World Glaucoma Week is March 8-14, 2020. This important global initiative raises awareness about glaucoma, an eye disease that affects millions of people around the globe. Glaucoma is often referred to as the “sneak thief of sight” because it presents no warning signs and can strike painlessly with no other symptoms. In fact, in Australia alone, over 300,000 people have glaucoma, yet 50% of them don’t even know it yet!
People over age 50 are at increased risk for glaucoma as well as another common eye disease – cataracts. Together, glaucoma and cataracts are the two leading causes of blindness around the world. Fortunately, though, both are treatable, especially when detected early. One common question many people ask is, “Can I get cataracts and glaucoma at the same time?” The answer is, “yes.” It is possible and many seniors do experience both conditions simultaneously. To better understand glaucoma and cataracts, let’s look at what they are and how they are diagnosed and treated.
What is glaucoma?
Glaucoma is a disease that damages the eye’s optic nerve. It is linked to a buildup of fluid pressure inside the eye known as intraocular pressure. Because the optic nerve is the vehicle that transmits images to the brain, when it becomes damaged, it can cause varying degrees of vision loss, including patchy or blurry vision, and in some cases loss of central vision. Although glaucoma can affect anyone at any age, it mainly affects people after they reach age 50 and beyond.
What is a cataract?
A cataract is a clouding of the eye’s natural lens. A cataract forms when proteins in the eye’s lens begin to break down and clump together, forming cloudy areas that can result in dull and blurry vision. Other symptoms can also occur including seeing halos around light, making night driving difficult. Like glaucoma, while cataracts can occur at any age, they are most common in people over age 50.
Can glaucoma and cataracts occur simultaneously?
Because both glaucoma and cataracts can be a natural part of the aging process, they can (and do) quite naturally coexist. Many people over age 60 do experience both conditions. It’s important to know that the two diseases are not otherwise related, meaning one does not cause the other. It’s an understandable concern, especially when one disease follows closely after the other, but the shared factor is that they both commonly occur with age.
How are glaucoma and cataracts diagnosed?
Both glaucoma and cataracts can be diagnosed during a routine eye exam. An eye doctor will typically perform several tests including a visual acuity test to see if your vision shows signs of impairment. A slit-lamp examination is also common. A slit-lamp microscope allows a doctor to see the structures at the front of the eye and inside the eye under magnification, making it easier to detect any abnormalities. Other common eye exam procedures include examination of the retina, for which a doctor may use dilating eye drops to widen the pupil and more easily see the back of the eye, tonometry, which measures the inner pressure of the eye, and an examination of the optic nerve. Using routine tests like these, an eye doctor can typically diagnose glaucoma and cataracts as part of a regular eye exam.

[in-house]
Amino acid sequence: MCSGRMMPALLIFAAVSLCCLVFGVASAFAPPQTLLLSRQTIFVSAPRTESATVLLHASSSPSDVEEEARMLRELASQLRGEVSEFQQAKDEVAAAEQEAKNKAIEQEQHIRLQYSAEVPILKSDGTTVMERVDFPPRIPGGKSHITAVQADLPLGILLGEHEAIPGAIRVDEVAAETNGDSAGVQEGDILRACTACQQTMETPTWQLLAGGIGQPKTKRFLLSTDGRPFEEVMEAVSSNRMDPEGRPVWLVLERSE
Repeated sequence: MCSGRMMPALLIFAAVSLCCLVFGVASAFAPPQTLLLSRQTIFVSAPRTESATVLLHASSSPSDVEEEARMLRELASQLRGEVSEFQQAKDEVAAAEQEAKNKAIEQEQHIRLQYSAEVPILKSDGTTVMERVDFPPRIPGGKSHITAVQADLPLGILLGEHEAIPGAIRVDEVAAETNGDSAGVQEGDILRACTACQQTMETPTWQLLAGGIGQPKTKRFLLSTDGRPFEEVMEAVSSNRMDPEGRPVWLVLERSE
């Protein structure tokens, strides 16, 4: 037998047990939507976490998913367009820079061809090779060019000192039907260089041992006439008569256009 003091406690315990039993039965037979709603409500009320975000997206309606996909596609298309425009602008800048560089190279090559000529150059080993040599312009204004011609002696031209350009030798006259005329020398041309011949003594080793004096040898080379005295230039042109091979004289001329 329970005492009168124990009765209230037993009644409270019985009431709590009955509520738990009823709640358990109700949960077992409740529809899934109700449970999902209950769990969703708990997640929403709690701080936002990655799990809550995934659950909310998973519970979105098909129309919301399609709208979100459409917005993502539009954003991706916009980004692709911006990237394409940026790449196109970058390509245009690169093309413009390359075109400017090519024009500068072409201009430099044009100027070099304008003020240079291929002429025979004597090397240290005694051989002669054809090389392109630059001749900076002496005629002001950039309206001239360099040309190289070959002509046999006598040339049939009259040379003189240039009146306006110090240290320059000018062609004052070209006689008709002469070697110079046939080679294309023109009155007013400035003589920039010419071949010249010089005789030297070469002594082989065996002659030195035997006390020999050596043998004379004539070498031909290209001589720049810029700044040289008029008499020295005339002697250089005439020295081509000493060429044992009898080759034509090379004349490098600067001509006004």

How are glaucoma and cataracts treated?
Both glaucoma and cataracts are treatable conditions, but early detection is important.
Glaucoma treatments range from medications that reduce pressure to surgery that helps the eye to drain. In general, glaucoma cannot be cured, but it can be controlled. For cataracts, there is currently only one way to permanently correct vision and that is to undergo cataract surgery. This involves removing the cataract (and natural lens of the eye) and replacing it with an artificial lens known as an intraocular lens or IOL.
When both conditions occur at the same time, treatment is still possible, but can be more complicated. For more information on cataract surgery for patients who also have glaucoma, read here.)
Most eye care experts recommend a comprehensive eye exam every year, especially after age 40. Even for those who have never previously needed vision correction and consider their eyes to be healthy, an eye exam is still important, especially since early detection is a key factor in treating common eye diseases like glaucoma and cataracts.
If you have cataracts, discuss with your doctor about the best lens replacement option for you. Learn more about the IC-8 lens for cataract surgery in your area. It offers many advantages over traditional monofocal and multifocal IOLs. It is designed to provide a natural range of vision from near to far, including mid-range vision needed to read a computer screen.
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